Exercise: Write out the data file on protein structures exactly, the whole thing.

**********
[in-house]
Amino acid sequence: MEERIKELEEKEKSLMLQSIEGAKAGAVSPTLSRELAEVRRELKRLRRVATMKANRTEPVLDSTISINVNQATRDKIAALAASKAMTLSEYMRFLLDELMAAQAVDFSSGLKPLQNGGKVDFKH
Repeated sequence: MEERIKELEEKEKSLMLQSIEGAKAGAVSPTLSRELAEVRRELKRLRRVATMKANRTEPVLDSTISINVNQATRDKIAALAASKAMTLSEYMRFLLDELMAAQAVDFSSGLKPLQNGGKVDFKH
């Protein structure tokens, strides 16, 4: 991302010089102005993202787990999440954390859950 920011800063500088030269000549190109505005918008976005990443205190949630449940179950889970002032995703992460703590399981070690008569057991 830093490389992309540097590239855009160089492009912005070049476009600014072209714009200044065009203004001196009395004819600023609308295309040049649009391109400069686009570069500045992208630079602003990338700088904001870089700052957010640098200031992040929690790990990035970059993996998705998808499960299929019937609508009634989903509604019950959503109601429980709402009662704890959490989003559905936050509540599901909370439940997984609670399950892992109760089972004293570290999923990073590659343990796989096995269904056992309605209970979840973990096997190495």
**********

[in-house]
Amino acid sequence: MEERIKELEEKEKSLMLQSIEGAKAGAVSPTLSRELAEVRRELKRLRRVATMKANRTEPVLDSTISINVNQATRDKIAALAASKAMTLSEYMRFLLDELMAAQAVDFSSGLKPLQNGGKVDFKH
Repeated sequence: MEERIKELEEKEKSLMLQSIEGAKAGAVSPTLSRELAEVRRELKRLRRVATMKANRTEPVLDSTISINVNQATRDKIAALAASKAMTLSEYMRFLLDELMAAQAVDFSSGLKPLQNGGKVDFKH
């Protein structure tokens, strides 16, 4: 991302010089102005993202787990999440954390859950 920011800063500088030269000549190109505005918008976005990443205190949630449940179950889970002032995703992460703590399981070690008569057991 830093490389992309540097590239855009160089492009912005070049476009600014072209714009200044065009203004001196009395004819600023609308295309040049649009391109400069686009570069500045992208630079602003990338700088904001870089700052957010640098200031992040929690790990990035970059993996998705998808499960299929019937609508009634989903509604019950959503109601429980709402009662704890959490989003559905936050509540599901909370439940997984609670399950892992109760089972004293570290999923990073590659343990796989096995269904056992309605209970979840973990096997190495």